Remember when Jordan Mailata suggested Micah Parsons should be more focused on the Cowboys’ upcoming game against the Jags than trying to raise questions in an effort to discredit Hurts?

Sage advice.

The Cowboys really should have lost to the Houston Texans. They had a chance to have that game serve as a wake-up call. And they almost did! They were up 27-10 on the Jags ... before blowing it.

It’s the perfect time for the Eagles to take advantage of Dak Prescott being interception-prone and clinch the NFC East and the No. 1 seed in their top rival’s building.



If Twitter is any indication, there isn’t a shortage of people questioning the Eagles’ offensive plan of attack for this game.

To be clear, I’m not saying this was an A+ approach by Nick Sirianni and Shane Steichen. I’m putting them here in the IDK section as opposed to the Winner section, after all.

But the Eagles did ultimately gain 421 yards, their sixth-highest yardage output this year. They averaged 5.9 yards per play. The Eagles are averaging 5.9 yards per play on the entire season, which ranks fourth-most in the NFL.

The biggest criticism I saw was that the Eagles weren’t running enough. (Probably the first time that critique has been made by Philly fans, right?) And specifically with their running backs.

Everyone should be able to agree that Miles Sanders taking his first carry with 6:41 remaining in the second quarter is too late to be getting him involved. Especially when he’s playing the best football of his career lately.

His lack of usage isn’t entirely on the coaching staff, though. There are some decisions made by Hurts to either check out of runs or keep the ball on reads.

The biggest issue with the offense early on wasn’t the lack of runs. It was Hurts missing throws that were there to be made. Take the Eagles’ second drive, for example. Hurts overthrew an open DeVonta Smith deep on second down and then was off target for an open A.J. Brown on third down. Three-and-out. There’s more blame to be placed on the quarterback than the coaching staff there.

More valid criticisms of Sirianni and Steichen involve exposing Hurts to too many hits. Again, it’s not like the Eagles called 17 designed runs. But the coaches played a factor in him running the ball that often. It felt like they could have dialed back on those when it became clear the Bears were mostly doing a good job against Hurts’ legs. Hurts has to protect himself but the coaching staff needs to help him protect him, too.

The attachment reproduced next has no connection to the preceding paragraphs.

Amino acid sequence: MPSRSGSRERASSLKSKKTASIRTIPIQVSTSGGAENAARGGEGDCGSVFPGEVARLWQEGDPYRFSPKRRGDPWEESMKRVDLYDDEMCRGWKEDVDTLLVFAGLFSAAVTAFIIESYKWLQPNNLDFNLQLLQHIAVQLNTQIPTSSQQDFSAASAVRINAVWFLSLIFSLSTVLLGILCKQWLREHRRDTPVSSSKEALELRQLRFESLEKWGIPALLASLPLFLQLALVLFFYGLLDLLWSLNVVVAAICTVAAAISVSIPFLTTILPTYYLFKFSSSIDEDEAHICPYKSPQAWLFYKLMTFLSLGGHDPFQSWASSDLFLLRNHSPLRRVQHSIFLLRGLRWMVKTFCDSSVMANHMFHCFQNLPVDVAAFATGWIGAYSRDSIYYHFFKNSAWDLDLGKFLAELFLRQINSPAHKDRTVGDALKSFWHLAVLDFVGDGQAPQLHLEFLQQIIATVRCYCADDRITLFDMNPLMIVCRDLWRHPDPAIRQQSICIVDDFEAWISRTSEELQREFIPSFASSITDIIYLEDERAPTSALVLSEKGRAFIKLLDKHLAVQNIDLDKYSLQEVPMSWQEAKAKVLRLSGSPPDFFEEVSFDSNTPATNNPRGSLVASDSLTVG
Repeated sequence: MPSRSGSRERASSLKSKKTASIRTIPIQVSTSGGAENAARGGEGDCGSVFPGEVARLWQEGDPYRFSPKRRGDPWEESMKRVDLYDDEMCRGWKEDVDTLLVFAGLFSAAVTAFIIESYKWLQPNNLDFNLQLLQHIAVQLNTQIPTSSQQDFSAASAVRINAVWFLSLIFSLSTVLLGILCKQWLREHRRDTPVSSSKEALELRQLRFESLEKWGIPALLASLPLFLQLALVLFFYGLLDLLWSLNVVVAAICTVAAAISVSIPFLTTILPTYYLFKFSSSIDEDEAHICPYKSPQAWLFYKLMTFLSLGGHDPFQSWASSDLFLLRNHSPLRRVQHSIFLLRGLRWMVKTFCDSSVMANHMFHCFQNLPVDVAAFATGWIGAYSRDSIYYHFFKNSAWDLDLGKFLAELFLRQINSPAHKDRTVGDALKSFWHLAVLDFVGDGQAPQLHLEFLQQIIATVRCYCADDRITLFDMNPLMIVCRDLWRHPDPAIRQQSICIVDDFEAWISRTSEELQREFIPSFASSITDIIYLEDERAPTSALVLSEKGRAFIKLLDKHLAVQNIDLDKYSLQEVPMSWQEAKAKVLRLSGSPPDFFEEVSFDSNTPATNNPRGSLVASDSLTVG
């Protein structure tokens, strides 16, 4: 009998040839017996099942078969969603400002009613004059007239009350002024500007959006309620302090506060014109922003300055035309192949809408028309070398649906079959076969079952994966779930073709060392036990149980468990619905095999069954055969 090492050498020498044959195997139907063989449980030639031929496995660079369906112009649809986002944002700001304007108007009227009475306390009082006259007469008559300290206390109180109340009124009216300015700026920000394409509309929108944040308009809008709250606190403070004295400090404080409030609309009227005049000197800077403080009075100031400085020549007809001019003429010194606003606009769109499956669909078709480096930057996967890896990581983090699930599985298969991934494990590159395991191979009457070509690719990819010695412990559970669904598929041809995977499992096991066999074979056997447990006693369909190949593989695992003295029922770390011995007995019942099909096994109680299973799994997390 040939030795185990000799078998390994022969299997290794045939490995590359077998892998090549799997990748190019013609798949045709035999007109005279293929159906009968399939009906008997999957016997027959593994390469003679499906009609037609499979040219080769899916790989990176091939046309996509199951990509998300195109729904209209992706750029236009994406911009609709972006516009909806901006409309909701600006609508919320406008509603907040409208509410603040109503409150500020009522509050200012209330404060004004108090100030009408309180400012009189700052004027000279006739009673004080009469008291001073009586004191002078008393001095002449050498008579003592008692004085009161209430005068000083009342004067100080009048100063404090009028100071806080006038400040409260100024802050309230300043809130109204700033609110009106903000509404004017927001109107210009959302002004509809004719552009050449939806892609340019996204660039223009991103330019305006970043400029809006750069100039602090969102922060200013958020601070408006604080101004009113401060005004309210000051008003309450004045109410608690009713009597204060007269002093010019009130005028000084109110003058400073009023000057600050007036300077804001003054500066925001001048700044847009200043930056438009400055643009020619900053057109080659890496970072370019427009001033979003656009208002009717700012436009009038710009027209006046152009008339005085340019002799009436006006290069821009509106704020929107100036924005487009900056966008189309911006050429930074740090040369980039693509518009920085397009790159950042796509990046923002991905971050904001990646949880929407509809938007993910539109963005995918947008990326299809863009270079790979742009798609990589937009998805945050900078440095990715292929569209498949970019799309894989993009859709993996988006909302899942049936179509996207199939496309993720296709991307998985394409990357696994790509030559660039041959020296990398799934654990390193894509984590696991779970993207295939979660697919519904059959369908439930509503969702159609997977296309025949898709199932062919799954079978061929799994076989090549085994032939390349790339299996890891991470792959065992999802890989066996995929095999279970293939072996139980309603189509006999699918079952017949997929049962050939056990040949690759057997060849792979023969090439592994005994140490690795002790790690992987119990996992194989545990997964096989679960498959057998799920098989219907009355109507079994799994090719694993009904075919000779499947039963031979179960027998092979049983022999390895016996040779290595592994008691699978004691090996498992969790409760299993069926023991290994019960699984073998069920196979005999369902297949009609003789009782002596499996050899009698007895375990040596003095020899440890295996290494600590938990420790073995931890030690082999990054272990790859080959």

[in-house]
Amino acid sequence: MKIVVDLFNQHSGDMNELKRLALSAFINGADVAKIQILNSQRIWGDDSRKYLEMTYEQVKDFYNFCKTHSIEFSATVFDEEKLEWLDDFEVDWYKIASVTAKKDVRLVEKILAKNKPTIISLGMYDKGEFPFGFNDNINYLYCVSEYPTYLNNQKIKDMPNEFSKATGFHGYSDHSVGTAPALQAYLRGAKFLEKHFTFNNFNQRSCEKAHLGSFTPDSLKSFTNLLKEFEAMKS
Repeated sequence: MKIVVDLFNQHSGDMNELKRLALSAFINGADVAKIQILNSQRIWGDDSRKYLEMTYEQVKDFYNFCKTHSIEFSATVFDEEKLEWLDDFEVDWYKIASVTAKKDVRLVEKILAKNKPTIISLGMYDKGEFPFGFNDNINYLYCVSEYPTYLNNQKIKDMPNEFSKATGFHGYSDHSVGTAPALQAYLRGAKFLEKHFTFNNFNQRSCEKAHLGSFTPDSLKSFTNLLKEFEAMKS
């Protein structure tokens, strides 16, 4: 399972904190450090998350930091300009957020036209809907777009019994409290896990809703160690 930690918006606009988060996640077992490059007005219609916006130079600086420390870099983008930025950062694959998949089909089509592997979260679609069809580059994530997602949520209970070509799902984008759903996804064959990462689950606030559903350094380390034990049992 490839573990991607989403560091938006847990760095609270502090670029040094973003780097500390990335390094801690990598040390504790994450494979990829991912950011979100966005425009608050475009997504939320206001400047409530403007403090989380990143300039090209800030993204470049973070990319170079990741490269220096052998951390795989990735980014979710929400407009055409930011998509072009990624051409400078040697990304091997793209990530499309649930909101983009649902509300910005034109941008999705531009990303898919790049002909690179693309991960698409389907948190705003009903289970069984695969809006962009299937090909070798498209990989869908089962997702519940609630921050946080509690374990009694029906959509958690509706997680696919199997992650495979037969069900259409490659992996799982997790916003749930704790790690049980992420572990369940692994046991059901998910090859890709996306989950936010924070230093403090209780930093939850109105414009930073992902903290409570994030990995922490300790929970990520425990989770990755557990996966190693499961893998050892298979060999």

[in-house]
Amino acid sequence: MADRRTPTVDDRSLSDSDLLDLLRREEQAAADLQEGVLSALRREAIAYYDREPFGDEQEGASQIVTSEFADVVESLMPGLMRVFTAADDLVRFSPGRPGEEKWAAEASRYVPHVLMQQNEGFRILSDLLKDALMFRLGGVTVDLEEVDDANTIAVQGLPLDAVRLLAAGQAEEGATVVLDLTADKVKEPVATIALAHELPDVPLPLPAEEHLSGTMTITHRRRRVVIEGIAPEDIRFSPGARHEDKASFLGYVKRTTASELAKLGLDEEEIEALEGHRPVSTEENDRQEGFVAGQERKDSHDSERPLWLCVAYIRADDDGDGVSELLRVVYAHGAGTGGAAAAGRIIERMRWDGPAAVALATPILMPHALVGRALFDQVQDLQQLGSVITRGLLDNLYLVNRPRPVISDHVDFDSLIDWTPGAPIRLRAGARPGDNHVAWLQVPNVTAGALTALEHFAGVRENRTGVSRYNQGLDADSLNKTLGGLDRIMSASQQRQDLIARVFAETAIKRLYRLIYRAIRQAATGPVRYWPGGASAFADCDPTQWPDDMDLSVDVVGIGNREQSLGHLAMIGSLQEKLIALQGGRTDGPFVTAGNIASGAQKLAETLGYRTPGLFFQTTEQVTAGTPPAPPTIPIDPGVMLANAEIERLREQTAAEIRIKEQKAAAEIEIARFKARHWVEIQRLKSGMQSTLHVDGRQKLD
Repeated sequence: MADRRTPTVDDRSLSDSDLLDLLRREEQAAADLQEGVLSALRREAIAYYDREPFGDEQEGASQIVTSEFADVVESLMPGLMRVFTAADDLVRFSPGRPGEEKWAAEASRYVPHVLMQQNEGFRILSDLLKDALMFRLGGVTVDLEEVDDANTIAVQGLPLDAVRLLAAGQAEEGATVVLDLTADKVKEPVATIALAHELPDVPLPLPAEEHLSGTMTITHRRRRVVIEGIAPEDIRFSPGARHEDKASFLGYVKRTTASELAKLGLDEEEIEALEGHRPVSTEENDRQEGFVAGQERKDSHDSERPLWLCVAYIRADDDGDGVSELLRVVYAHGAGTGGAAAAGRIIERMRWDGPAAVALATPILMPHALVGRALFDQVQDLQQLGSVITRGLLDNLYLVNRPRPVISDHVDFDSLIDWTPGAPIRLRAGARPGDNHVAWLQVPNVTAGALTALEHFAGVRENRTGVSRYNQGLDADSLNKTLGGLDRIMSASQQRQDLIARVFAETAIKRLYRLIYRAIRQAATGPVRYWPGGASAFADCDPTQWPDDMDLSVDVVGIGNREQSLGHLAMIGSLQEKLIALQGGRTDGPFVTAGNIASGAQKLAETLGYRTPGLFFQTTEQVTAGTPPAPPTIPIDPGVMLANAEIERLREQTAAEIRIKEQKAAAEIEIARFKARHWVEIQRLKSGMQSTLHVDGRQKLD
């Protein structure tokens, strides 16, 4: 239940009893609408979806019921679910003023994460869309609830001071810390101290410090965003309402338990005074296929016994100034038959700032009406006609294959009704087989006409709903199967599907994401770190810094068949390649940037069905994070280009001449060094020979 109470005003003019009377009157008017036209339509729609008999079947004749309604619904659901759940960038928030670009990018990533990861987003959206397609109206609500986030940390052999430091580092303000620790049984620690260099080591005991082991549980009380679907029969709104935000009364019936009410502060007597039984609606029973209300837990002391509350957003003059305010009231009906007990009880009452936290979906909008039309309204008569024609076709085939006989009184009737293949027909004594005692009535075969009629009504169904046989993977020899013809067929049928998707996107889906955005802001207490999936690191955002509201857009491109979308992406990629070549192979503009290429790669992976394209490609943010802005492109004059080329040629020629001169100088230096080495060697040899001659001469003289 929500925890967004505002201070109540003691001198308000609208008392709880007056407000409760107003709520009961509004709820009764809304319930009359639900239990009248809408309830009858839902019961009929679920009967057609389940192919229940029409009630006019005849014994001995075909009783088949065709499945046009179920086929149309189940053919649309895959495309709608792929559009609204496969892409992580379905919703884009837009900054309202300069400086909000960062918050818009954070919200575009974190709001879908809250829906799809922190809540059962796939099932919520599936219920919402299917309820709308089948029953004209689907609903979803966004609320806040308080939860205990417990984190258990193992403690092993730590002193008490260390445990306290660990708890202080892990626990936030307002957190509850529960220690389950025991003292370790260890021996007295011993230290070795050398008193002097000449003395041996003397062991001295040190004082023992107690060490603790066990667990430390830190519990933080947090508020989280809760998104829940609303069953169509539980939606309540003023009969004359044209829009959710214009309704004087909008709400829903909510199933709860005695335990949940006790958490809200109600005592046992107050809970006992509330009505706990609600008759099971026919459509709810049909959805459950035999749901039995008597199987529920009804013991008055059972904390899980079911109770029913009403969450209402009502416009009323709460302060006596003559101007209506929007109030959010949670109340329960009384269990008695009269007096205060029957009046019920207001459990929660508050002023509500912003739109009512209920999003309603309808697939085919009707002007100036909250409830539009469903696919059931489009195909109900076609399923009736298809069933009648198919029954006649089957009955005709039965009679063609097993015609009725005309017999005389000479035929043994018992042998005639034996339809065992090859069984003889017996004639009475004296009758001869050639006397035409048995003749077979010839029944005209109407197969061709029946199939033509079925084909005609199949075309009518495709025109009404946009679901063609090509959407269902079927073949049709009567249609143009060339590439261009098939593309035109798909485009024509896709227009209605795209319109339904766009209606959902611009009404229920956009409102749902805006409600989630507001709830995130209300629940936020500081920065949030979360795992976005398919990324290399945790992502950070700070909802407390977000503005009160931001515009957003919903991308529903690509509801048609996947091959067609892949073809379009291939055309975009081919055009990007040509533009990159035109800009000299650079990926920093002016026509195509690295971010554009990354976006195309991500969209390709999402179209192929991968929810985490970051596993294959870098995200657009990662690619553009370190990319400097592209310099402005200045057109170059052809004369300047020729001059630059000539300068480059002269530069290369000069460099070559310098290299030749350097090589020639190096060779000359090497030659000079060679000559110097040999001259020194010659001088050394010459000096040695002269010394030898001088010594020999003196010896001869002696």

Another big issue was the aforementioned over-utilization of Watkins. Why did the Eagles feel the need to force-feed him? This isn’t to suggest Quez never should’ve touched the ball. Taking deep shots to him? That’s cool, he’s good at that. Getting him the ball at or behind the line of scrimmage? And as deep into the game as the Eagles’ penultimate drive after it clearly wasn’t working?! So bizarre. Quez had 10 combined targets and touches while DeVonta had eight. I get that the alternatives outside of Brown and Smith aren’t amazing with Goedert out but I don’t know how continuing to force it to Quez was the best option.

To end this section on a positive, I did like Sirianni’s decision to go for the two-point conversion to make it a 12 point game just 4:20 remaining in the fourth quarter. The Eagles also did this against the Houston Texans earlier this season. If it wasn’t already obvious, the value in being up 12 as opposed to kicking the extra point to make it an 11-point lead is that it forces the opponent to score two touchdowns. The alternative scenario allows the opponent to score just one touchdown with a successful two-point try and a field goal to tie the game.

The Eagles also did a great job of getting that two-point conversion from one yard out by drawing encroachment with multiple offensive shifts that encouraged the Bears to jump. In order, the Eagles motioned:

1) Miles Sanders from the backfield out wide to the left
2) Grant Calcaterra from in-line on the left side to out wide on the right
3) Cam Jurgens (!) from previously inside of Calcaterra to the slot on the left
4) Jack Stoll from in-line on the right side to the slot on the right

All with Tyree Jackson still lined up directly behind Hurts to potentially help to push the QB forward on a long sneak attempt.

Fun look.

Sign up for the newsletter Sign up for the Bleeding Green Nation Daily Roundup newsletter!

A daily roundup of all your Philadelphia Eagles news from Bleeding Green Nation